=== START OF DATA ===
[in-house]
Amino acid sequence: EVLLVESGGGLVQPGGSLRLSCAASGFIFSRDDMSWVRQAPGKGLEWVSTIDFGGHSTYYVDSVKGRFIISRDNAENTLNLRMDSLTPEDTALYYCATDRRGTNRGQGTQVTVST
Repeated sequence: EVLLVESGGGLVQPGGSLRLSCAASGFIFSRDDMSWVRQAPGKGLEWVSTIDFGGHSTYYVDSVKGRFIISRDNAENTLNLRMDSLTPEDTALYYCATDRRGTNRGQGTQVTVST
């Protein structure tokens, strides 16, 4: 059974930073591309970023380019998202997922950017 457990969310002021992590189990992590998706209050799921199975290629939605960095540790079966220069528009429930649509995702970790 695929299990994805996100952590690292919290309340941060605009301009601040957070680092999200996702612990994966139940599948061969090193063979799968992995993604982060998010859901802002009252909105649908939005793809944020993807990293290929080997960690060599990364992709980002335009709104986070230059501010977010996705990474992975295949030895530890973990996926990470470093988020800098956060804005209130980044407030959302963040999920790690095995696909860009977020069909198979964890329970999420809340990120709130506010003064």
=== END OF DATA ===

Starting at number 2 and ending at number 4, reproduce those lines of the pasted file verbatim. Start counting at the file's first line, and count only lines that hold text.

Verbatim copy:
Amino acid sequence: EVLLVESGGGLVQPGGSLRLSCAASGFIFSRDDMSWVRQAPGKGLEWVSTIDFGGHSTYYVDSVKGRFIISRDNAENTLNLRMDSLTPEDTALYYCATDRRGTNRGQGTQVTVST
Repeated sequence: EVLLVESGGGLVQPGGSLRLSCAASGFIFSRDDMSWVRQAPGKGLEWVSTIDFGGHSTYYVDSVKGRFIISRDNAENTLNLRMDSLTPEDTALYYCATDRRGTNRGQGTQVTVST
């Protein structure tokens, strides 16, 4: 059974930073591309970023380019998202997922950017 457990969310002021992590189990992590998706209050799921199975290629939605960095540790079966220069528009429930649509995702970790 695929299990994805996100952590690292919290309340941060605009301009601040957070680092999200996702612990994966139940599948061969090193063979799968992995993604982060998010859901802002009252909105649908939005793809944020993807990293290929080997960690060599990364992709980002335009709104986070230059501010977010996705990474992975295949030895530890973990996926990470470093988020800098956060804005209130980044407030959302963040999920790690095995696909860009977020069909198979964890329970999420809340990120709130506010003064």